Pearl Jam – Gigaton

Pearl Jam - Gigaton review. Grunge alternative rock band

I’m a big fan of Pearl Jam! I’ve felt strongly about them since I was a kid. Look, I can show you pictures of me putting on their records and videos of me singing their songs. See, I have a lot of emotional investment in the band! And, I am genuinely happy that they are making music. New music too! I just, for all my will power, cannot get emotionally invested in their latest record, Gigaton. Not more than I would about any hard-working group working on their sound in their garage. It’s a great idea! But, I guess their kids will just have to sit through it all.

I’m a big fan of Pearl Jam! I’ve felt strongly about them since I was a kid. Look, I can show you pictures of me putting on their records and videos of me singing their songs. See, I have a lot of emotional investment in the band! And, I am genuinely happy that they are making music. New music too! I just, for all my will power, cannot get emotionally invested in their latest record, Gigaton. Not more than I would about any hard-working group working on their sound in their garage. It’s a great idea! But, I guess their kids will just have to sit through it all.

Pearl Jam - Gigaton review. Grunge alternative rock band
Source: consequenceofsound.net/

With that being, I did sit through it all. And, lemme tell you this record does not go by in a breeze. There’s something to be said about a band refusing to play into its strengths. To the wider audience, Pearl Jam has always been the earnest grunge era group, capable of producing radio anthems.

Pearl Jam have embraced classic rock, palling around with some of rock music’s biggest names. And, they’ve been embraced in the process, with hardly a Rock n Roll Hall of Fame procession being organized without the intervention and approval of Eddie Vedder.

Pearl Jam concerts are true events, organized in a manner hoped to benefit their fans, not merely draw from their financial resources. These concerts are recorded and cataloged, making the group a virtual Grateful Dead for the digital age.

In short, Pearl Jam has survived when many of their contemporaries did not. And, they have wethered a few strong storms valiantly. They have produced more than a couple of classic albums. And their sound, a sound they’re looking to get away from even on Gigaton, has been perhaps the most often imitated style of bands trying to get on rock radio. Alright. Now that that’s outta the way.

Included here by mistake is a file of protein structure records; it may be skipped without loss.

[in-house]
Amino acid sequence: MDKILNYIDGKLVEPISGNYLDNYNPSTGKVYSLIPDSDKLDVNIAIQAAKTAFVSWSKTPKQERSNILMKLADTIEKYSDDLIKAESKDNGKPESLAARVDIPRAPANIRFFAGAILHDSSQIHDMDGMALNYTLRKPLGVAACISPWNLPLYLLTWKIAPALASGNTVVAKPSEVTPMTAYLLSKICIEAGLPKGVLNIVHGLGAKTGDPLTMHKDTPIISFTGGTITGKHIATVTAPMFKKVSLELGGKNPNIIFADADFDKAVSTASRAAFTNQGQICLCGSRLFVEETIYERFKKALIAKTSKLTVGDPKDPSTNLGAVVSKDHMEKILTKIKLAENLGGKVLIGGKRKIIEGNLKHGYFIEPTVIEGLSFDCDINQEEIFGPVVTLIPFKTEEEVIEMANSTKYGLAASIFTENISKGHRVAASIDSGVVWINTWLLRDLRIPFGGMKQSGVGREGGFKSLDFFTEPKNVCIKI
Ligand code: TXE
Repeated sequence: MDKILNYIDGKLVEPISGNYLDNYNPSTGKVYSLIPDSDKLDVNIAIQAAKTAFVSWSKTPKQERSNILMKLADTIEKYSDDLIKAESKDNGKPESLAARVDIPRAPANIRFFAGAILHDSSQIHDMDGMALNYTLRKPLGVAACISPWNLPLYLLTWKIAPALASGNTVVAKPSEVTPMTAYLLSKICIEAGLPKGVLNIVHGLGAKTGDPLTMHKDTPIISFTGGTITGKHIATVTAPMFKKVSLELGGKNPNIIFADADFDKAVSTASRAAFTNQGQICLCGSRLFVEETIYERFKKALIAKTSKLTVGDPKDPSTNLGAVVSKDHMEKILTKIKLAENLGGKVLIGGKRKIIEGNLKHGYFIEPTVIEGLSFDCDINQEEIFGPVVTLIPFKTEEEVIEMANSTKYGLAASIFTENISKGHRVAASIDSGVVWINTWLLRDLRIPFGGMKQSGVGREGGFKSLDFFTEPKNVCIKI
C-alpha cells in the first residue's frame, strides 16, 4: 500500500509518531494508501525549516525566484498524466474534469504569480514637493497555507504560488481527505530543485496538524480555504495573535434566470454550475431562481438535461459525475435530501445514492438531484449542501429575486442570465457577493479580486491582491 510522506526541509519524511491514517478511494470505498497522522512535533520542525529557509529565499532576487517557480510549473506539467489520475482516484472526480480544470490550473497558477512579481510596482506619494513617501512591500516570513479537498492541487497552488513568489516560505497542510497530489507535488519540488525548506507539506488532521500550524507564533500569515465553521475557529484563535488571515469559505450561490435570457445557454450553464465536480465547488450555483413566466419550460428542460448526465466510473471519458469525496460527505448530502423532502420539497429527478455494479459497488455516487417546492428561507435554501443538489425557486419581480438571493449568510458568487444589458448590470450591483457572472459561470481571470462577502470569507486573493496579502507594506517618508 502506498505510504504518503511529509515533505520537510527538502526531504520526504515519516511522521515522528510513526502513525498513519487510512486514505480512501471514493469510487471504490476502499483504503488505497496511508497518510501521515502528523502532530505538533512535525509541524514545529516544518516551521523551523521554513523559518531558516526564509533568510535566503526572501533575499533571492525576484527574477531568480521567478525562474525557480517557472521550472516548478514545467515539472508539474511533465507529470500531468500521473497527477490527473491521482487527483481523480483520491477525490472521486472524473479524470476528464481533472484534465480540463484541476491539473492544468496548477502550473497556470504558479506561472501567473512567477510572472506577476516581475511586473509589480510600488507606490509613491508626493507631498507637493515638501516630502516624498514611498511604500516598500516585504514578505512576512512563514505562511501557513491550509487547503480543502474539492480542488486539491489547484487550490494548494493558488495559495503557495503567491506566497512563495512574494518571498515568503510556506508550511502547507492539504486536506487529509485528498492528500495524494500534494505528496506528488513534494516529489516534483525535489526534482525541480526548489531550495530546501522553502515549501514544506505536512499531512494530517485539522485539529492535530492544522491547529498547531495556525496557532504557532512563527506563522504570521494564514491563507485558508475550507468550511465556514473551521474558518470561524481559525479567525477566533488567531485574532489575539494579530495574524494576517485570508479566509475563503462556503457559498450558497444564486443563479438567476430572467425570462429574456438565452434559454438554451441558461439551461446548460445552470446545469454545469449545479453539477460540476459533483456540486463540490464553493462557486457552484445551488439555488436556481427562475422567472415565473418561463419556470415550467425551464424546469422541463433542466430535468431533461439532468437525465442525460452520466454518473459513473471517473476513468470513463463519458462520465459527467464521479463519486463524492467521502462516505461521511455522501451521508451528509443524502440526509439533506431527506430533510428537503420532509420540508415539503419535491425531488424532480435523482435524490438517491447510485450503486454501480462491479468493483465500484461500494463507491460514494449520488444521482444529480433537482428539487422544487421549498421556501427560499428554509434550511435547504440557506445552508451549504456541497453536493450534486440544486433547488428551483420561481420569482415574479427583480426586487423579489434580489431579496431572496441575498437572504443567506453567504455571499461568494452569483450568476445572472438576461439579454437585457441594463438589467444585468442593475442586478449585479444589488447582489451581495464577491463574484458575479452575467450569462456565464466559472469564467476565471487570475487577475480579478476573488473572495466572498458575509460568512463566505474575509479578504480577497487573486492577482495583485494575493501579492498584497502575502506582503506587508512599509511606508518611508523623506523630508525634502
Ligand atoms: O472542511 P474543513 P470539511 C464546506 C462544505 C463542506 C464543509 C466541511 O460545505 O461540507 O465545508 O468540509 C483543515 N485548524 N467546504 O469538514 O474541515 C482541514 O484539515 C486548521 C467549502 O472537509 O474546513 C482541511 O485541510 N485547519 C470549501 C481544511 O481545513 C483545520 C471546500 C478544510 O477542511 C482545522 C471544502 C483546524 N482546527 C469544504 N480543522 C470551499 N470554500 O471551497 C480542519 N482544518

Early Pearl Jam this is not

In appearance, Gigaton stands alongside No Code as one of the more exploratory Pearl Jam albums. To be fair, No Code is ranked highly. And, the influences the group draws from on this release, 80s alt-rock, indie and, even, world music, are well respected. All the ingredients are ripe and tasteful. But, woe is me, that formula may be enough to make Mike McCready want to start a reggae band.

Source:
Loudwire/Melina Dellamarggio

Who ever said is best experienced with headphones on, as the production sounds crisp and brings the individual member’s instrumental prowess to the forefront. Vedder is angry and means business. But, lyrics such as Home is where the broken heart is/Home is where every scar is make it difficult for listeners to jump on board with his cause.

Superblood Moon is the album’s best number by a longshot. It’s also the only fun number on the record. Not fun in terms of lyrical content. Instead, it moves away from the monotony of the rest of the record with a clear hook that has even Eddie Vedder humming la-la-las.

Dance of the clairvoyants, the first single of off Gigaton, is the group’s letter of intent for this latest foray into the recording studio. Its production is new territory for Pearl Jam. The disjointed vocal lines and funky bass tone echo the Talking Heads. Quite obviously! The eccentricity though risks being lost against lyrics that once again are semi-impenetrable.

The rockers, the experiments and acoustic numbers on the new Pearl Jam album